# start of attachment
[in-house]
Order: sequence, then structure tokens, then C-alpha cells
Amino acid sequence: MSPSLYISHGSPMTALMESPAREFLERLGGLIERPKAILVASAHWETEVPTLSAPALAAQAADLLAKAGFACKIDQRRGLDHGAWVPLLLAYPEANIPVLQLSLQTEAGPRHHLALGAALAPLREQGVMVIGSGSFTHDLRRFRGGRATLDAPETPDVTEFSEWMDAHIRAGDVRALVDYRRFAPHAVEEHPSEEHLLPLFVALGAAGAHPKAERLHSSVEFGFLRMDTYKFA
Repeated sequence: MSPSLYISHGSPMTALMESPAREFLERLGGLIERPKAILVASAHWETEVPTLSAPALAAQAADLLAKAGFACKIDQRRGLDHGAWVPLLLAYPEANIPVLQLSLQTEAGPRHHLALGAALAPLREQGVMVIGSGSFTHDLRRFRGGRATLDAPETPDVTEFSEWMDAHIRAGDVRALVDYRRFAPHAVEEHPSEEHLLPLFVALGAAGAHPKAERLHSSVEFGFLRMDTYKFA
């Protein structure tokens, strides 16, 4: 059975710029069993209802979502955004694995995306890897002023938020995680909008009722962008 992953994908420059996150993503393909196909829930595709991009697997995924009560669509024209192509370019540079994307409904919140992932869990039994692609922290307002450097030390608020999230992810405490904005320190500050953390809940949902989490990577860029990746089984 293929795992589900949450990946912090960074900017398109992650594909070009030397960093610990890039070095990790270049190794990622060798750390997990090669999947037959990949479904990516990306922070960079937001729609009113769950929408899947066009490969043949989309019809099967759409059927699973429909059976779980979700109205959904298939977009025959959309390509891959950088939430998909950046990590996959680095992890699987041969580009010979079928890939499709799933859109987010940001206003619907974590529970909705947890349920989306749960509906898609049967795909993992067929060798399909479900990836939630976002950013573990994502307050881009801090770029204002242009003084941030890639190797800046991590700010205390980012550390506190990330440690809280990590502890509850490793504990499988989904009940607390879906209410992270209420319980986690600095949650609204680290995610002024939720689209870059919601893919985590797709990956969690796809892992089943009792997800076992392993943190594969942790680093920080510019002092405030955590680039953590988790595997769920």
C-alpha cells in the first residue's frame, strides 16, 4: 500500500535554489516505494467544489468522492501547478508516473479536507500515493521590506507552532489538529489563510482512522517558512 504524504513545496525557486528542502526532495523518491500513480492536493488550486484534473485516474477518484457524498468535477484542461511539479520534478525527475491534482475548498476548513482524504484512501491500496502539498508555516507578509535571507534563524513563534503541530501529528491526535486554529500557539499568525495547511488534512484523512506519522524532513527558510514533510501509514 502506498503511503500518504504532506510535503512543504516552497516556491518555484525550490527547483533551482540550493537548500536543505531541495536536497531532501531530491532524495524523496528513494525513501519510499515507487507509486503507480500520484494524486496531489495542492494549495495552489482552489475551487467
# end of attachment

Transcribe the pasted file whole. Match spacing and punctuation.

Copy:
[in-house]
Order: sequence, then structure tokens, then C-alpha cells
Amino acid sequence: MSPSLYISHGSPMTALMESPAREFLERLGGLIERPKAILVASAHWETEVPTLSAPALAAQAADLLAKAGFACKIDQRRGLDHGAWVPLLLAYPEANIPVLQLSLQTEAGPRHHLALGAALAPLREQGVMVIGSGSFTHDLRRFRGGRATLDAPETPDVTEFSEWMDAHIRAGDVRALVDYRRFAPHAVEEHPSEEHLLPLFVALGAAGAHPKAERLHSSVEFGFLRMDTYKFA
Repeated sequence: MSPSLYISHGSPMTALMESPAREFLERLGGLIERPKAILVASAHWETEVPTLSAPALAAQAADLLAKAGFACKIDQRRGLDHGAWVPLLLAYPEANIPVLQLSLQTEAGPRHHLALGAALAPLREQGVMVIGSGSFTHDLRRFRGGRATLDAPETPDVTEFSEWMDAHIRAGDVRALVDYRRFAPHAVEEHPSEEHLLPLFVALGAAGAHPKAERLHSSVEFGFLRMDTYKFA
């Protein structure tokens, strides 16, 4: 059975710029069993209802979502955004694995995306890897002023938020995680909008009722962008 992953994908420059996150993503393909196909829930595709991009697997995924009560669509024209192509370019540079994307409904919140992932869990039994692609922290307002450097030390608020999230992810405490904005320190500050953390809940949902989490990577860029990746089984 293929795992589900949450990946912090960074900017398109992650594909070009030397960093610990890039070095990790270049190794990622060798750390997990090669999947037959990949479904990516990306922070960079937001729609009113769950929408899947066009490969043949989309019809099967759409059927699973429909059976779980979700109205959904298939977009025959959309390509891959950088939430998909950046990590996959680095992890699987041969580009010979079928890939499709799933859109987010940001206003619907974590529970909705947890349920989306749960509906898609049967795909993992067929060798399909479900990836939630976002950013573990994502307050881009801090770029204002242009003084941030890639190797800046991590700010205390980012550390506190990330440690809280990590502890509850490793504990499988989904009940607390879906209410992270209420319980986690600095949650609204680290995610002024939720689209870059919601893919985590797709990956969690796809892992089943009792997800076992392993943190594969942790680093920080510019002092405030955590680039953590988790595997769920």
C-alpha cells in the first residue's frame, strides 16, 4: 500500500535554489516505494467544489468522492501547478508516473479536507500515493521590506507552532489538529489563510482512522517558512 504524504513545496525557486528542502526532495523518491500513480492536493488550486484534473485516474477518484457524498468535477484542461511539479520534478525527475491534482475548498476548513482524504484512501491500496502539498508555516507578509535571507534563524513563534503541530501529528491526535486554529500557539499568525495547511488534512484523512506519522524532513527558510514533510501509514 502506498503511503500518504504532506510535503512543504516552497516556491518555484525550490527547483533551482540550493537548500536543505531541495536536497531532501531530491532524495524523496528513494525513501519510499515507487507509486503507480500520484494524486496531489495542492494549495495552489482552489475551487467